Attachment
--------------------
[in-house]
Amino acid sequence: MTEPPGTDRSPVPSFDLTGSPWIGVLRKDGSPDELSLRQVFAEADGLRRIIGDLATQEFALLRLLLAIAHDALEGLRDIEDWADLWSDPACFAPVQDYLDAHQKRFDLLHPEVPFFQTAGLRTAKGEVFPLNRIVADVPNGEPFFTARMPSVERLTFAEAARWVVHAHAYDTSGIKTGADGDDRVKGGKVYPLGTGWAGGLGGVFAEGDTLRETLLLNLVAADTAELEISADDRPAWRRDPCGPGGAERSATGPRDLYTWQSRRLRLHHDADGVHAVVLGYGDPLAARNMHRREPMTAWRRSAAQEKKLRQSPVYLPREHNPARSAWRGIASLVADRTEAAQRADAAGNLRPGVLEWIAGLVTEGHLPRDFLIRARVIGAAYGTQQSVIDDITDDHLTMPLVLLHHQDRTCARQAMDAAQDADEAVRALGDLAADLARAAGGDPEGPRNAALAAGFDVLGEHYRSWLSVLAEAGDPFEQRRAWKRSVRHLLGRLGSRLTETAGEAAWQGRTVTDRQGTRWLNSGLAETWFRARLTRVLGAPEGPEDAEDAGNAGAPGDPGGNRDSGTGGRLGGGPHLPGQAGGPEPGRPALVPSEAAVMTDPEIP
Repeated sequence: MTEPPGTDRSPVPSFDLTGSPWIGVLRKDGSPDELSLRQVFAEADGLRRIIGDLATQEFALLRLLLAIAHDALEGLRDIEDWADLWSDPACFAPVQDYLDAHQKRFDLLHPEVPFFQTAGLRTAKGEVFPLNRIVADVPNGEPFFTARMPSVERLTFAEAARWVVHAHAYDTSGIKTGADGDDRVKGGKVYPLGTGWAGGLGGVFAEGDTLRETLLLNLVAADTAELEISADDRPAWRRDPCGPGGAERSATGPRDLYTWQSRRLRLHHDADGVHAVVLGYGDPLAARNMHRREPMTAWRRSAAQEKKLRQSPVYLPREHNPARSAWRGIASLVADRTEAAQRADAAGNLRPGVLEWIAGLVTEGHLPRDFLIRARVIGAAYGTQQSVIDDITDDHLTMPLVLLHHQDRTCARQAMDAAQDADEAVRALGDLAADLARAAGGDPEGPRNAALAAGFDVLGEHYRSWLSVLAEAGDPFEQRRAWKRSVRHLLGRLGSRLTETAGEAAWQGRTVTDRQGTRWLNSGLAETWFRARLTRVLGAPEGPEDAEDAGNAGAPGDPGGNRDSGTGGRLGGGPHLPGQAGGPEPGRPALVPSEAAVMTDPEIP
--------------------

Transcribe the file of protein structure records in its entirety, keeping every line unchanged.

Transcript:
[in-house]
Amino acid sequence: MTEPPGTDRSPVPSFDLTGSPWIGVLRKDGSPDELSLRQVFAEADGLRRIIGDLATQEFALLRLLLAIAHDALEGLRDIEDWADLWSDPACFAPVQDYLDAHQKRFDLLHPEVPFFQTAGLRTAKGEVFPLNRIVADVPNGEPFFTARMPSVERLTFAEAARWVVHAHAYDTSGIKTGADGDDRVKGGKVYPLGTGWAGGLGGVFAEGDTLRETLLLNLVAADTAELEISADDRPAWRRDPCGPGGAERSATGPRDLYTWQSRRLRLHHDADGVHAVVLGYGDPLAARNMHRREPMTAWRRSAAQEKKLRQSPVYLPREHNPARSAWRGIASLVADRTEAAQRADAAGNLRPGVLEWIAGLVTEGHLPRDFLIRARVIGAAYGTQQSVIDDITDDHLTMPLVLLHHQDRTCARQAMDAAQDADEAVRALGDLAADLARAAGGDPEGPRNAALAAGFDVLGEHYRSWLSVLAEAGDPFEQRRAWKRSVRHLLGRLGSRLTETAGEAAWQGRTVTDRQGTRWLNSGLAETWFRARLTRVLGAPEGPEDAEDAGNAGAPGDPGGNRDSGTGGRLGGGPHLPGQAGGPEPGRPALVPSEAAVMTDPEIP
Repeated sequence: MTEPPGTDRSPVPSFDLTGSPWIGVLRKDGSPDELSLRQVFAEADGLRRIIGDLATQEFALLRLLLAIAHDALEGLRDIEDWADLWSDPACFAPVQDYLDAHQKRFDLLHPEVPFFQTAGLRTAKGEVFPLNRIVADVPNGEPFFTARMPSVERLTFAEAARWVVHAHAYDTSGIKTGADGDDRVKGGKVYPLGTGWAGGLGGVFAEGDTLRETLLLNLVAADTAELEISADDRPAWRRDPCGPGGAERSATGPRDLYTWQSRRLRLHHDADGVHAVVLGYGDPLAARNMHRREPMTAWRRSAAQEKKLRQSPVYLPREHNPARSAWRGIASLVADRTEAAQRADAAGNLRPGVLEWIAGLVTEGHLPRDFLIRARVIGAAYGTQQSVIDDITDDHLTMPLVLLHHQDRTCARQAMDAAQDADEAVRALGDLAADLARAAGGDPEGPRNAALAAGFDVLGEHYRSWLSVLAEAGDPFEQRRAWKRSVRHLLGRLGSRLTETAGEAAWQGRTVTDRQGTRWLNSGLAETWFRARLTRVLGAPEGPEDAEDAGNAGAPGDPGGNRDSGTGGRLGGGPHLPGQAGGPEPGRPALVPSEAAVMTDPEIP